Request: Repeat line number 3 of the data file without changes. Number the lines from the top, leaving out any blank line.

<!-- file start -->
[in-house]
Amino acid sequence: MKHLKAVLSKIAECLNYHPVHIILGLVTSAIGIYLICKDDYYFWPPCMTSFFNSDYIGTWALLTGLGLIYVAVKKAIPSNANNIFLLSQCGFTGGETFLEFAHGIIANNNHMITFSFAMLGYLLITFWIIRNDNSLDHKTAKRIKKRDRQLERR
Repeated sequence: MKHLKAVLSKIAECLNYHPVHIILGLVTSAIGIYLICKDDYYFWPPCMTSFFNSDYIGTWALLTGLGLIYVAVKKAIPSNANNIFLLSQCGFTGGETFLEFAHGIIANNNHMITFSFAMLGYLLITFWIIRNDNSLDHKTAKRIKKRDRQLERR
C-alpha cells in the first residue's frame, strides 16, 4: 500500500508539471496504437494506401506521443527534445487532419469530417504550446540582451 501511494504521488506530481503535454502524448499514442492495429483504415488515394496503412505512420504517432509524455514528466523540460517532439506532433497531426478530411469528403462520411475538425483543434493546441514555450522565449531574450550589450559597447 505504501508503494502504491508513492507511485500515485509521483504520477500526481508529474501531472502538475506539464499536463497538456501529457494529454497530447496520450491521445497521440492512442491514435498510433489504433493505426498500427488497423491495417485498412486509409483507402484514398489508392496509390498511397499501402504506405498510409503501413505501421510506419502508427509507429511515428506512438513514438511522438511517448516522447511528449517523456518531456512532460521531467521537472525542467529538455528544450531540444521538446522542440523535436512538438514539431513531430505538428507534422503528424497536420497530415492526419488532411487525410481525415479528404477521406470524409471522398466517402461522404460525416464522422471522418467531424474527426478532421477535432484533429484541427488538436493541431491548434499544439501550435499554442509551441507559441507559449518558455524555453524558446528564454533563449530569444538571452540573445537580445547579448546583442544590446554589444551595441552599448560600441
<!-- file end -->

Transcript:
Repeated sequence: MKHLKAVLSKIAECLNYHPVHIILGLVTSAIGIYLICKDDYYFWPPCMTSFFNSDYIGTWALLTGLGLIYVAVKKAIPSNANNIFLLSQCGFTGGETFLEFAHGIIANNNHMITFSFAMLGYLLITFWIIRNDNSLDHKTAKRIKKRDRQLERR